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Fall 2014

C L. 80100 – The Outcome of Classical German Philosophy: From Hegel-Adorno , GC:   M, 4:15-6:15 p.m., Rm. TBA, 4 credits, Prof. Richard Wolin, cross listed with HIST 72400.
 
C L. 85000 - Existentialism/Phenomenology : Philosophy, Literature and Critique, GC:   W, 2:00-4:00 p.m., Rm. TBA, 4 credits, Prof. Vincent Crapanzano, cross listed with ANT 80900.
 
C L. 85000 - The Rake’s Progress: Libertinism in Italy/France/England  
GC:   Th, 6:30-8:30 p.m., Rm. TBA, 4 credits, Prof. Paolo Fasoli
 
C L. 85000-Modern/Postmodern:  Mann, Musil, Kluge, Sebald, GC:  Th, 4:15-6:15 p.m., Rm. TBA, 4 credits, Prof. Caroline Rupprecht
 
C L. 86000 - A.P. Chekhov: The Context and the Text
GC:   W, 4:15-6:15 p.m., Rm. TBA, 4 credits, Prof. Nadya Peterson, 
 
C L. 88500 - Antonioni and Fellini:  The Challenge of Post Modernist Cinema
GC:   T, 6:30-10:00 p.m., Rm. TBA, 4 credits, Prof. Giancarlo Lombardi, cross listed with FSCP 81000. 
 
C L. 89000 – Historicism and Post-Historicism: Benjamin/Aurbach: Origins and Legacies, GC:  M, 6:30-8:30 p.m., Rm. TBA, 4 credits, Prof. Martin Elsky
 
C L. 89100 - Hist Lit Thry and Criticism I 
GC:   T, 4:15-6:15 p.m., Rm. TBA, 4 credits, Prof. Monica Calabritto

Course Descriptions

C L. 80100 – The Outcome of Classical German Philosophy: From Hegel-Adorno –Prof. Richard Wolin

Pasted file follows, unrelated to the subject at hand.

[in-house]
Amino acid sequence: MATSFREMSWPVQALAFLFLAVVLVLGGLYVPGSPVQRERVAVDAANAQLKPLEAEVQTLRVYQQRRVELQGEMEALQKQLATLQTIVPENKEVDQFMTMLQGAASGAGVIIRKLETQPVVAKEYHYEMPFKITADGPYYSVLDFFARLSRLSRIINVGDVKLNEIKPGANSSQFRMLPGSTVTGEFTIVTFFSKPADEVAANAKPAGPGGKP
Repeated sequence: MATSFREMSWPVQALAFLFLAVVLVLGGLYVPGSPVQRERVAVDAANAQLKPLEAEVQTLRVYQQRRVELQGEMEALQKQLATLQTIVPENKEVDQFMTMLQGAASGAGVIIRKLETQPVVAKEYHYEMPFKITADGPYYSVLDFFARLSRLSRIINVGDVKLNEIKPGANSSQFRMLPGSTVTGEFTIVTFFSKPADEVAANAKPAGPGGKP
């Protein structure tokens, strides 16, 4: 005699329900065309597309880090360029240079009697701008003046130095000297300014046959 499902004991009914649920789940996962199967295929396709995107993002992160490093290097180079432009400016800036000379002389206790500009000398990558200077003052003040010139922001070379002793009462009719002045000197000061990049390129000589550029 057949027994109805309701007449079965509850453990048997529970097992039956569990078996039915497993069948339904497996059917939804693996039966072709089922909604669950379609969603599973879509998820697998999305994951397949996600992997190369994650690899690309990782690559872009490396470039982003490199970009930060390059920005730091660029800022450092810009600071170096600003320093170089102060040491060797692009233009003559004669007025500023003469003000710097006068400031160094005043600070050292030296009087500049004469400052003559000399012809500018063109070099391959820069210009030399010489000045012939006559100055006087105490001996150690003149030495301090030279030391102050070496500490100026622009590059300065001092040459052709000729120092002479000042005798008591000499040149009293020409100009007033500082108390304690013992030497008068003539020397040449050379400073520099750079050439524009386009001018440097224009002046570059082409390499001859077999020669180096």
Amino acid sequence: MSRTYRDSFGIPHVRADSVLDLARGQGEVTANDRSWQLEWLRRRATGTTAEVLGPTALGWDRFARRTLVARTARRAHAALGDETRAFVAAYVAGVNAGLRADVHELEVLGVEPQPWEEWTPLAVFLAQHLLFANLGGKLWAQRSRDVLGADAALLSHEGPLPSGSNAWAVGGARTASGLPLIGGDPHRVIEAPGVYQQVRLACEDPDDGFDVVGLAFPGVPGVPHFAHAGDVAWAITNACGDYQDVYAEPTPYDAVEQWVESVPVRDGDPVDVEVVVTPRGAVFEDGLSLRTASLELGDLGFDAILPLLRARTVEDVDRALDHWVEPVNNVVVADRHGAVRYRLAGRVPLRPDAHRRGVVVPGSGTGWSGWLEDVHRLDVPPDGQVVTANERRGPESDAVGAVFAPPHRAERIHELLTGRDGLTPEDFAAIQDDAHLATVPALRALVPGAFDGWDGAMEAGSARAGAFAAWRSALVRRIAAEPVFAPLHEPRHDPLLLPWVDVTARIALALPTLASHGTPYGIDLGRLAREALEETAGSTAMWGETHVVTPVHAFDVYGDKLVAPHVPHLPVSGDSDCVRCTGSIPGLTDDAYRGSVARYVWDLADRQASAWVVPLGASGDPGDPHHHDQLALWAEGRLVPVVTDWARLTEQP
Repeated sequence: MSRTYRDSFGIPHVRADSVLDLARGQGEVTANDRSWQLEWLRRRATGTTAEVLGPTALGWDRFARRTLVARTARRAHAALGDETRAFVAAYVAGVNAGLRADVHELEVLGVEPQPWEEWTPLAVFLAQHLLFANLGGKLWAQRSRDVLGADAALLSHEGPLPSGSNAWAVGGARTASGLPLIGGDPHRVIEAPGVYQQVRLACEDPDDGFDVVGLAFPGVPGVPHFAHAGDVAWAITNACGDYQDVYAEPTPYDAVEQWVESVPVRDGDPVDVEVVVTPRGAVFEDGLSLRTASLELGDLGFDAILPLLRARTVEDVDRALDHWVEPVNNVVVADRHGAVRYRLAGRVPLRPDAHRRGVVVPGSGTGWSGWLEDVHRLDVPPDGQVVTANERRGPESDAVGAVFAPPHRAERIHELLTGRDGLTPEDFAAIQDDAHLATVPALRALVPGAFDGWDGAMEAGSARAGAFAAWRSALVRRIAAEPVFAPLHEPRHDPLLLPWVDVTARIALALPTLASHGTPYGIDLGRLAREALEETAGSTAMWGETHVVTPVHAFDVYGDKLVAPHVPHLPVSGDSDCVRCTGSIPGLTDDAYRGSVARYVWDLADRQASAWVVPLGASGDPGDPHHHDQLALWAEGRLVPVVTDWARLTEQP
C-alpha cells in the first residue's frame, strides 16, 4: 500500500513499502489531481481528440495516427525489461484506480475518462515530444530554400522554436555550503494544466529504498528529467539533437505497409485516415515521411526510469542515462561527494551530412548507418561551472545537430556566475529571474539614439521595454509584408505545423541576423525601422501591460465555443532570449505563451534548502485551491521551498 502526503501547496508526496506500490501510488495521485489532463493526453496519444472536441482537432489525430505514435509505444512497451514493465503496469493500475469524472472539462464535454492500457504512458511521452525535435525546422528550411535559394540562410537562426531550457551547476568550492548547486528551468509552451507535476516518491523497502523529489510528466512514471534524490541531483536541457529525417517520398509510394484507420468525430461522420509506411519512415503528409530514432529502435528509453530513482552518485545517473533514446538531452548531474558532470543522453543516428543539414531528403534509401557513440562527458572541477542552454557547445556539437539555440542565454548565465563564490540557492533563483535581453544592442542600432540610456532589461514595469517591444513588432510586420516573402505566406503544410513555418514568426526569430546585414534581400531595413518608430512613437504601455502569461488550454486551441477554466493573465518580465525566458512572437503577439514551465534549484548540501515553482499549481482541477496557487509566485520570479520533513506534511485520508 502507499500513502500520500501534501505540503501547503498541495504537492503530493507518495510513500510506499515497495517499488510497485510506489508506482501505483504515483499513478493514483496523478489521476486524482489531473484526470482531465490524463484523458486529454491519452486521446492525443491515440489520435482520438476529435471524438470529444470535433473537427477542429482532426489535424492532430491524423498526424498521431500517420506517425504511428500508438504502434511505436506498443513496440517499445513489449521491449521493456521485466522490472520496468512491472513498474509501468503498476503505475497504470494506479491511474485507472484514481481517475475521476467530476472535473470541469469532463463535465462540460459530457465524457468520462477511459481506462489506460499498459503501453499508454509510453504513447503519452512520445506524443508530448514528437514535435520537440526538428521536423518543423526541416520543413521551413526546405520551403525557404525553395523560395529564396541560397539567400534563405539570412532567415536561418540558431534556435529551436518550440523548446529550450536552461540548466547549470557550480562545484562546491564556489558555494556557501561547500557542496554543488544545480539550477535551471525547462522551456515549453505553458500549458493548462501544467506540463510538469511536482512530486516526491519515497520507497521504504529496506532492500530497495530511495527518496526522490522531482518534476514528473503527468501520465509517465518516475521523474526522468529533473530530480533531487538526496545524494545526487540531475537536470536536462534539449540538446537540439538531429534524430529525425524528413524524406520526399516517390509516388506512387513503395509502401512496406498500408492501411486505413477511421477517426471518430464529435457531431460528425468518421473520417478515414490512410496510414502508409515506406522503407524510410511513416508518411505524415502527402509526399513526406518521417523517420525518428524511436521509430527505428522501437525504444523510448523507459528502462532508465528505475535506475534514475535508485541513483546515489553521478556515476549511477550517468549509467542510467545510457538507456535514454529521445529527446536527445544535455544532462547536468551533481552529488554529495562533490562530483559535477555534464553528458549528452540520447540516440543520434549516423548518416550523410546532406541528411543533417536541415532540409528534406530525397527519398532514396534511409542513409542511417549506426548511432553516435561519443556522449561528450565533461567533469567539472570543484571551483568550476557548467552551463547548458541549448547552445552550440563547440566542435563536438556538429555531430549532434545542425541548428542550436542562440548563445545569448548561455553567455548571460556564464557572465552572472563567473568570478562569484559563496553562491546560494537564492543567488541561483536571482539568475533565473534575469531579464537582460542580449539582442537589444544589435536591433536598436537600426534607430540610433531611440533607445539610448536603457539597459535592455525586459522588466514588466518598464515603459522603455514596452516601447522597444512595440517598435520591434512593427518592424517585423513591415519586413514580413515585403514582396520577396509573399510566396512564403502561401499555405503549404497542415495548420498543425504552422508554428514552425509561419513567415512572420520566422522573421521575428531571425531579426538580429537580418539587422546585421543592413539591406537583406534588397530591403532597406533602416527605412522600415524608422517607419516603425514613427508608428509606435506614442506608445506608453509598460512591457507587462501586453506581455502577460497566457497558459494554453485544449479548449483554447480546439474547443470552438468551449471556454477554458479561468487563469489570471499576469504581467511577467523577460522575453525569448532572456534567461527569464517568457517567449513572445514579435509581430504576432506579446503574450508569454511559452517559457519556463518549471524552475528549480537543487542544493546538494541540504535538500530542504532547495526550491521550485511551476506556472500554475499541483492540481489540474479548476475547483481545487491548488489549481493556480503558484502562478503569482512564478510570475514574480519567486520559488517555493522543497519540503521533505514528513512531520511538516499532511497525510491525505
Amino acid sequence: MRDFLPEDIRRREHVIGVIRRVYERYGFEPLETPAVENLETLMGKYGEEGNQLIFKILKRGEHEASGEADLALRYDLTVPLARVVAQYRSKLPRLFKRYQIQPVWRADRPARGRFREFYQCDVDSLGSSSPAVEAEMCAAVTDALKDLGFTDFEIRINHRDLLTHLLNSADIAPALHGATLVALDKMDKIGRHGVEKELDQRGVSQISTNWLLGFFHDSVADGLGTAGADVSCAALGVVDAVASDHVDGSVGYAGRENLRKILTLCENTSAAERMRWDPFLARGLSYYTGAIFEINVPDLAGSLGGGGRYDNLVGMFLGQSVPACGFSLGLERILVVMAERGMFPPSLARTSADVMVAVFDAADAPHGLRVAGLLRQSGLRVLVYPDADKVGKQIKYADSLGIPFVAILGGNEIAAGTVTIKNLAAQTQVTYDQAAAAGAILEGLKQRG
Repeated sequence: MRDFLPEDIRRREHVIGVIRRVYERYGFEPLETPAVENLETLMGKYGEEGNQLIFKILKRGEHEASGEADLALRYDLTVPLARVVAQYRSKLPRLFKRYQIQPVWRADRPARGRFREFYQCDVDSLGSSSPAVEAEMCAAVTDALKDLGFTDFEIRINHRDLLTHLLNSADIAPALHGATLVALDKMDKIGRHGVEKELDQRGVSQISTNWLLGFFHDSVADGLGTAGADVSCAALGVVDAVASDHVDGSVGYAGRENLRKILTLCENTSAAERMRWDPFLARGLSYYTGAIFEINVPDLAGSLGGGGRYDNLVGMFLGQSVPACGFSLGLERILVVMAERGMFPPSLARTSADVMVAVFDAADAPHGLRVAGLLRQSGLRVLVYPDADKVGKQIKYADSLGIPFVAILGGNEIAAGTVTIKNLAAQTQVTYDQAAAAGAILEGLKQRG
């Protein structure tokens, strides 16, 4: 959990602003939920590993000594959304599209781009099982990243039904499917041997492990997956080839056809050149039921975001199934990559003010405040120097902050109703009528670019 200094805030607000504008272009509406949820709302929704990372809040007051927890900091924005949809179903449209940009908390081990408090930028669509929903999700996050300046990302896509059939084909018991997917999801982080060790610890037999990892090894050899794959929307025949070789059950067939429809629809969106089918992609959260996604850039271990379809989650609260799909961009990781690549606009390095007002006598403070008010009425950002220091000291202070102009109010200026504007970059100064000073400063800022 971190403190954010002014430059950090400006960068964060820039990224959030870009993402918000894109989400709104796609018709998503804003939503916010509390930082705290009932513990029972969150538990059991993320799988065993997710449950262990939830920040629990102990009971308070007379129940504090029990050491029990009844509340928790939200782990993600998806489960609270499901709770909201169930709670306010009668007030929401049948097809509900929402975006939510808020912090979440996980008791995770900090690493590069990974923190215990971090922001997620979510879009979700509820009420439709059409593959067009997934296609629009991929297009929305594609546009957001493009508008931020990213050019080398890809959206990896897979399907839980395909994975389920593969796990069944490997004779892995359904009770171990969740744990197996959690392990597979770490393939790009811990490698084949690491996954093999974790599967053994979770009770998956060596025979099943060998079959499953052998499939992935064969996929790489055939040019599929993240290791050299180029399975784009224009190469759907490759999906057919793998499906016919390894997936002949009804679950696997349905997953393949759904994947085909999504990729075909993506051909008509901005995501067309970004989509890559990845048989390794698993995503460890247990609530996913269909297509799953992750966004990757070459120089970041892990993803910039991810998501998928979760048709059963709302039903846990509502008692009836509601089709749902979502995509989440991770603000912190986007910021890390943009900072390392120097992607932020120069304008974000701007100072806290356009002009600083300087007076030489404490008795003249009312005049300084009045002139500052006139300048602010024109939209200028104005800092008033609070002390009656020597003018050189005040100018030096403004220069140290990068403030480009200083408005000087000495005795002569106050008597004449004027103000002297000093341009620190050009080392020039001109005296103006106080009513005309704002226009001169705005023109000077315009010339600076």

In 1886, Friedrich Engels wrote a perfectly mediocre book, Ludwig Feuerbach and the Outcome of Classical German Philosophy, which nevertheless managed to raise a fascinating and important question that is still being vigorously debated today: how should we go about evaluating the legacy of German Idealism following the mid-nineteenth century breakdown of the Hegelian system? For Engels, the answer was relatively simple: the rightful heir of classical German philosophy was Marx’s doctrine of historical materialism. But, in truth, Engels’ response was merely one of many possible approaches. Nor would it be much of an exaggeration to claim that, in the twentieth-century, there is hardly a thinker worth reading who has not sought to define him or herself via a confrontation with the heritage of Kant and Hegel.   Our approach to this extremely rich material will combine a reading of the canonical texts of German Idealism (e.g., Kant and Hegel) with a sustained and complementary focus on major twentieth-century thinkers who have sought to establish their originality via a critical reading of Hegel and his heirs: Alexandre Kojève, Georges Bataille, Jean Hyppolite, Jacques Derrida, Michel Foucault, Theodor Adorno, and Jürgen Habermas. But we will also seek acknowledge the importance of the contemporary North American Hegel renaissance, as exemplified by the work of philosophers such as Robert Pippin, Michael Forster, Terry Pinkard, and Allen Wood.  In his “Discourse on Language” Foucault warns us appositely that, “Truly to escape Hegel involves an exact appreciation of the price we have to pay to detach ourselves from him. It assumes that we are aware of the extent to which Hegel, insidiously perhaps, is close to us; it implies a knowledge that permits us to think against Hegel, of that which remains Hegelian. Thus we have to determine the extent to which our anti-Hegelianism is possibly one of his tricks directed against us, at the end of which he stands, motionless, waiting for us.” Foucault’s insightful caveat will, in many respects, function as our interpretive watchword as we seek to decode and reconstruct the legacy of German Idealism and its most significant contemporary heirs.